Once a good physiological response of the skin is discovered, we proceed with customizing a laser treatment for dark skin that is best suited for this particular patient’s skin. In some cases, the initial customized protocol is sufficient to resolve the melasma in a series of treatments. In other cases, we might find that the patient responded well to the initial treatments, but on subsequent treatments, some areas of the melasma might stop responding or might even get darker. Again, to be as clear as possible: in the cases of an unstable melasma, treatments often require constant adjustments, and a “3-steps forward, one step backward” progress is common. While this is not unusual for this type of reactive and unstable darker “ethnic” skin, it can be very disheartening to the patient. We totally get it – it’s a bummer – we too are very frustrated and disheartened when this happens … and though we are forthright in preparing patients for the possibility that this might happen, some patients are very discouraged and chose not to continue with the laser treatments. We get that too… It’s easy to lose hope, especially when the appearance of your face is at stake… and the treatments cost money.
Your skin may just need a break
The good news is that sometimes a break is exactly what the skin needed… And frustrated patients might return a year later and find that for unknown mysterious reasons, this time their skin responds better, and their melasma is successfully treated.
One last comment about laser treatment for dark skin and your skin needs a break. There are darker skin patients with skin hyperpigmentation who have tried dozens of remedies and treatments before they finally find their way to us. For many of them, their melasma has gotten progressively worse during the course of all these treatments. This is especially true of those with darker ethnic skin who have an unstable melasma. In cases like these, often their skin is so “overstimulated” by all the “stuff” that has been thrown at it, that is in a state of hypersensitivity and hyper-reactivity just because of all the treatments.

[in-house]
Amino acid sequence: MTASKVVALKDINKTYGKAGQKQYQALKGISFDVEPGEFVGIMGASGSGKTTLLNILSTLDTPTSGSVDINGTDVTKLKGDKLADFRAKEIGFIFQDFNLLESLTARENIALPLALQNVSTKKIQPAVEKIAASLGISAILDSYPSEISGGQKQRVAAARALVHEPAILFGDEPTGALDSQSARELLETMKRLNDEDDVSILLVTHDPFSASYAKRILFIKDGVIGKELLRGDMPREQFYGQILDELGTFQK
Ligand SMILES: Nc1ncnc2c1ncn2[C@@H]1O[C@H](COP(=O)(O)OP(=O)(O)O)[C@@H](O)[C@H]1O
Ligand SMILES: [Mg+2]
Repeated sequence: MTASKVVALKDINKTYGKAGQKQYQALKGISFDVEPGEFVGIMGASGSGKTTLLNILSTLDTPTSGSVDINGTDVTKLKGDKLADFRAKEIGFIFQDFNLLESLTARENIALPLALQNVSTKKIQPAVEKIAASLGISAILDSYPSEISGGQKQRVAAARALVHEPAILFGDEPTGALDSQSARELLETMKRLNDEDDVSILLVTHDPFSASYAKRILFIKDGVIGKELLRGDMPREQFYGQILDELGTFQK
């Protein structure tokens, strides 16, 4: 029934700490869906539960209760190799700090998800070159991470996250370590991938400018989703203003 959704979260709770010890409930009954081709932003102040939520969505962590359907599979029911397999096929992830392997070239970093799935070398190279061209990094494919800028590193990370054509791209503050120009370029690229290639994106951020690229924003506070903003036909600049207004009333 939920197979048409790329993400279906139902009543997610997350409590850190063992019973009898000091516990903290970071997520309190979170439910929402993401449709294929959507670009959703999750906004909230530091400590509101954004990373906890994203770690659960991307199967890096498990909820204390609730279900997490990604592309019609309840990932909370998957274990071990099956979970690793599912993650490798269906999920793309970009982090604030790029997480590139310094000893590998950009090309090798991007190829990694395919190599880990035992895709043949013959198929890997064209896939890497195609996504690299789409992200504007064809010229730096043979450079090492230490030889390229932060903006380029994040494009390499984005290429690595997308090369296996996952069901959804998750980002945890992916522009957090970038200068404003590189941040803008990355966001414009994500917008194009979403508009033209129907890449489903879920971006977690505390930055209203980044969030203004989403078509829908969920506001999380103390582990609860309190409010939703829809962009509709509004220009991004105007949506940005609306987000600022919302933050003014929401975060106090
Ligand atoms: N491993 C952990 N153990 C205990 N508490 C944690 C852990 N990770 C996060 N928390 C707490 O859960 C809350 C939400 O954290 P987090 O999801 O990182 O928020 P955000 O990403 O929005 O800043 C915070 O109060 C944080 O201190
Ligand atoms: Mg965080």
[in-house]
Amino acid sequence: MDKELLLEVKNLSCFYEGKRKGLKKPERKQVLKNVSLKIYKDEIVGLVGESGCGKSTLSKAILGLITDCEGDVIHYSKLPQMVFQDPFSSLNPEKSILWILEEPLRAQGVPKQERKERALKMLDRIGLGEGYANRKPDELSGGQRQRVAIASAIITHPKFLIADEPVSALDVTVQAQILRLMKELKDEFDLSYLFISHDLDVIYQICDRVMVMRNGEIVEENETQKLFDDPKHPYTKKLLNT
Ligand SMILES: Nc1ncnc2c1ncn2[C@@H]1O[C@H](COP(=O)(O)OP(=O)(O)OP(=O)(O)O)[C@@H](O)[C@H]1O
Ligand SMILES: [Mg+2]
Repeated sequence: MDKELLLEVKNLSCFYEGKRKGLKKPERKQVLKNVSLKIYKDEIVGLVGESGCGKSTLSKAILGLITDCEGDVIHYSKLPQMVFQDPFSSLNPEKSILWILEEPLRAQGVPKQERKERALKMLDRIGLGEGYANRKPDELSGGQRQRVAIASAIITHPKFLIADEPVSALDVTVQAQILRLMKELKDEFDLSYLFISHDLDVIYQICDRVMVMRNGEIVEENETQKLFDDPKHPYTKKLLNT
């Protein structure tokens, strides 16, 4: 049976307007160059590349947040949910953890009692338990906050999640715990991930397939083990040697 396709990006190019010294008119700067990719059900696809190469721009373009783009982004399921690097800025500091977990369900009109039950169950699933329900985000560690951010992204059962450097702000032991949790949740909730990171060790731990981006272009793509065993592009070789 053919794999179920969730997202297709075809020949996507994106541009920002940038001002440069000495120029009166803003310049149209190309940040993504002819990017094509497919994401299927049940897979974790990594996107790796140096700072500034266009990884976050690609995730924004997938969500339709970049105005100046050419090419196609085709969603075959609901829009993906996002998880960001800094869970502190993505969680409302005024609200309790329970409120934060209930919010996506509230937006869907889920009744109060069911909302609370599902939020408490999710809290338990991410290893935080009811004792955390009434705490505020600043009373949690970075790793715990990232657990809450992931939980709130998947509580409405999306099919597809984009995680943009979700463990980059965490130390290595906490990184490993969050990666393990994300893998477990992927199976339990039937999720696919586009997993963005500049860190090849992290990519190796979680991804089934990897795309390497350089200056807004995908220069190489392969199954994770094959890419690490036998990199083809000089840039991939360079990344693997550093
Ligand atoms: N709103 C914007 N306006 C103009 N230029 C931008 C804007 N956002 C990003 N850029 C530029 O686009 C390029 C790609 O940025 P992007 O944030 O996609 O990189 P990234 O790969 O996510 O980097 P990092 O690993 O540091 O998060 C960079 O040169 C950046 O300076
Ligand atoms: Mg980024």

If their skin could talk to you it would say: “Hey human whose body I cover, I know you love me, and I know you care about me… but please! I am overloaded! I am dazed and confused by all the stuff coming at me! Please, let me calm down and relax! Please help me find equilibrium and balance!”
For a patient like this, we will recommend a very very very simple regiment of natural calming balms and lotions that skin loves… and that will calm it down and help restore its homeostasis (biological balance). Thereafter, once their skin is calmed down, their melasma has a much better chance of being successfully treated. Of course, in order to protect the skin from being stimulated by the sun, in all cases of melasma, patients must use a broad spectrum sunblock, with an SPF factor of at least 50. It must be applied in the morning and again in midday.
Nugget: I call this condition: “Too much in the soup”. Unfortunately, this happens all too often in the world of medicine, wherein a patient is taking too many remedies, medicines, and treatments for a particular condition. Sometimes one doctor may have prescribed all the treatments and sometimes the patient is following the advice of a number of doctors, pharmacists, friends, and web-articles. The point is: “There is too much stuff in the soup”, and we cannot tell what is working, what is not and what might be making things worse.
Like a soup that tastes bad… If it’s packed with 37 ingredients, there is no way to know which ingredient is the one that’s making it taste bad. You have to simplify the recipe to figure it out. Analogously, so much is being thrown at your physiology, that it is agitated and in an unstable state of heightened sensitivity and over-reactivity. Thus, we need back off and simplify the physiological landscape by eliminating everything we can, thereby calming it down to more stable state.